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This article was published 30/1/2002 (5325 days ago), so information in it may no longer be current.
For most people, this only happens occasionally. But people who have schizophrenia often hear voices, and the voices don't just call out their name. The voices can shout out nasty comments like -- "You stink" or "Everyone is watching you" -- making it difficult and frustrating to concentrate on any activity.
And what is most frustrating for people with schizophrenia is that no one understands what they are going through.
Fortunately, Schizophrenia Society Inc. Manitoba puts on a workshop that simulates the experience of hearing voices, so health care workers and the family of people who have schizophrenia can understand what it's like to live with voices.
Dr. Pat Deegan, an American woman who has schizophrenia, created the workshop used by Schizophrenia Society Inc. Manitoba She came up with the idea when she saw medical students using wheelchairs, to get a sense of being physically handicapped. She realized that something like that was needed for schizophrenia.
Jane Burpee, public education co-ordinator at the Schizophrenia Society, leads the workshops in Manitoba. Burpee begins each workshop by explaining what schizophrenia is not.
"Schizophrenia is not a split personality," says Burpee. "In fact, there is no such thing."
The symptoms of schizophrenia include delusional and disorganized thinking. The most common symptom is hallucinations, usually hearing voices.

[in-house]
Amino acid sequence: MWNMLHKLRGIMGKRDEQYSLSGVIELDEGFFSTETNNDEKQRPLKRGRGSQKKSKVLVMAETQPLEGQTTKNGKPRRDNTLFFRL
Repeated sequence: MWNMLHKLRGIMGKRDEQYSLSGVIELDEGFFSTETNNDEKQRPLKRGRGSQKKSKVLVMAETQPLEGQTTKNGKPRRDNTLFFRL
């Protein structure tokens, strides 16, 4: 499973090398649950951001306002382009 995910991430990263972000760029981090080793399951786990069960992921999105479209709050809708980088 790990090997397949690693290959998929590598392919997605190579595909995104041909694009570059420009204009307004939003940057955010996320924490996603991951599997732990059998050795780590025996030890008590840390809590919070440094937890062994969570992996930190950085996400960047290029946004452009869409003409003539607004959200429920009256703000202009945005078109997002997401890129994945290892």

"Sixty per cent of people with schizophrenia hear voices and of those, 75 per cent hear voices that are distressing," says Burpee.
To experience what it's like to hear these voices, the workshop participants put on Walkmans and listen to mumbling voices and degrading comments such as: "You are swine" and "You disgust me."
Series of tests
The participants do not just sit and listen; they do a series of tests to see if they can concentrate with their Walkmans on. The tests are fairly simple: reading comprehension, an interview, and geometry puzzles. But following directions and paying attention is difficult when something is yelling at you from inside your head.
"I've had people cry in the workshop", says Burpee. "People who are high academic achievers and expect a lot, could not answer the questions."
Sean Tellier and Bev Shwaluk are fourth-year nursing students at the University of Manitoba who recently went through the workshop.
"Sometimes I had to give in to the voice," says Tellier. "It said something that made me go 'Whoa', and then I could not concentrate."
"It was terrible, I was very annoyed and frustrated. After a while, I didn't want to bother," says Shwaluk.
The voices workshop did give Shwaluk some insight into what it's like to live with voices and how not to treat people with schizophrenia.
"I can see how the voices contribute to a feeling of anxiety and hopelessness," says Shwaluk. "If you treat someone coldly, it's only going to make the problem worse."
For more information on the Hearing Voices workshop and other Schizophrenia Society services, call 786-1616.